Grain stocks are being reported lower in February due to a strong rise in exports for corn, soybeans and wheat, according to the USDA. U.S. corn ending stocks for 2013 were lowered by 150 million bushels, more than analysts expected, due to the strong foreign demand. Soybean ending stocks were unchanged and the USDA continues to set the floor for stocks at 150 million bushels.
U.S. corn ending stocks were projected 150 million bushels lower due to increased exports. Lower corn prices have made U.S. corn more attractive to foreign buyers. The season-average farm price for corn was raised 10 cents on both ends of the projected range to $4.20 to $4.80 per bushel.
Global corn production was not changed due to lower reports in Argentina and Russia that were offset by increases reported in Ukraine. Coarse grain supplies were projected 2.1 million tons higher for 2013/14 due to higher beginning stocks and production. Global consumption was also raised 5 million tons with higher corn feeding for the European Union, Canada, South Korea and Egypt.
U.S. Ending Stocks (Million Bushels) 2013/14
U.S. soybean supplies for 2013/14 were increased by 5 million bushels to 3.46 billion bushels due to higher projected imports. Soybean exports for 2013/14 were projected at 1.51 billion bushels, up 15 million from last month reflecting the record pace of shipments and sales through January.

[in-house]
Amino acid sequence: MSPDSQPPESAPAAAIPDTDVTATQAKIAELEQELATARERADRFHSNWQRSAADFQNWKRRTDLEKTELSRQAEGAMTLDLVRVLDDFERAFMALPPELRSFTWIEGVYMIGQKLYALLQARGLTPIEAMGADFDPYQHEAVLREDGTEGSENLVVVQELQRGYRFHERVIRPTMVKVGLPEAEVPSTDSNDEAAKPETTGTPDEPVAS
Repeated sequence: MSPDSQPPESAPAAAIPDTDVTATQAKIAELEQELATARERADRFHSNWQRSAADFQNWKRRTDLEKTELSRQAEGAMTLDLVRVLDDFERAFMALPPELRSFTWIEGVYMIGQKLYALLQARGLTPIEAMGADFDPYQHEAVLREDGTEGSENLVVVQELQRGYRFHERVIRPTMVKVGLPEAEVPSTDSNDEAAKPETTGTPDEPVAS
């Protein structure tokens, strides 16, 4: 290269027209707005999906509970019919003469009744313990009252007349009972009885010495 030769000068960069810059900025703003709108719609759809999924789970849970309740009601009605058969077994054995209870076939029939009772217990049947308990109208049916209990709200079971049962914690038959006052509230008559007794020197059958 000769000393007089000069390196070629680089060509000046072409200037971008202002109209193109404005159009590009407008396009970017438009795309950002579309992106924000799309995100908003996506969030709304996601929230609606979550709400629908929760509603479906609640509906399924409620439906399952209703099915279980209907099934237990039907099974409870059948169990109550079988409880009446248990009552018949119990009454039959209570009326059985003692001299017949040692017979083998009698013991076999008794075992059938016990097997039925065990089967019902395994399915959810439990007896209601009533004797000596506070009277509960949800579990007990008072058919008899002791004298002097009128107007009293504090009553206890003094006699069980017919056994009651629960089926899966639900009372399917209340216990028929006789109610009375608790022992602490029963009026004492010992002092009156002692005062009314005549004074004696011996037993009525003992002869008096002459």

Projected ending stocks for 2013/14 soybeans were unchanged at 150 million bushels as increased exports were offset by a reduction in residual use and an increase in imports. The 2013/14 season-average price range was projected at $11.95 to $13.45, up 20 cents on both ends.
Global soybean production was raised 0.9 million tons to a record 287.7 million. Soybean production for Brazil was increased 1 million from last month to a record 90 million tons due to higher yields reflecting higher early harvest results in the center-west.
U.S. wheat ending stocks for 2013/14 were projected 50 million bushels lower due to higher expected food use and exports. Imports were raised 10 million bushels as railroad congestion and inclement weather slows Canadian wheat shipments to Pacific Coast terminals, encouraging additional shipments to the U.S. market.
Exports were projected 50 million bushels higher due to strong sales and shipments and reduced competition from Argentina. The season-average farm price for all wheat was narrowed 5 cents on both ends of the projected range to $6.65 to $6.95 per bushel.
Global wheat supplies for 2013/14 were lowered 1.1 million tons with lower beginning stocks for Argentina and Russia and a 0.8-million-ton reduction in world production.
Exports were the headline in today's WASDE report and will be the main focus throughout the 2014 season. Record setting production out of areas like the U.S. and South America have put pressure on prices, but it has been met with continued demand worldwide.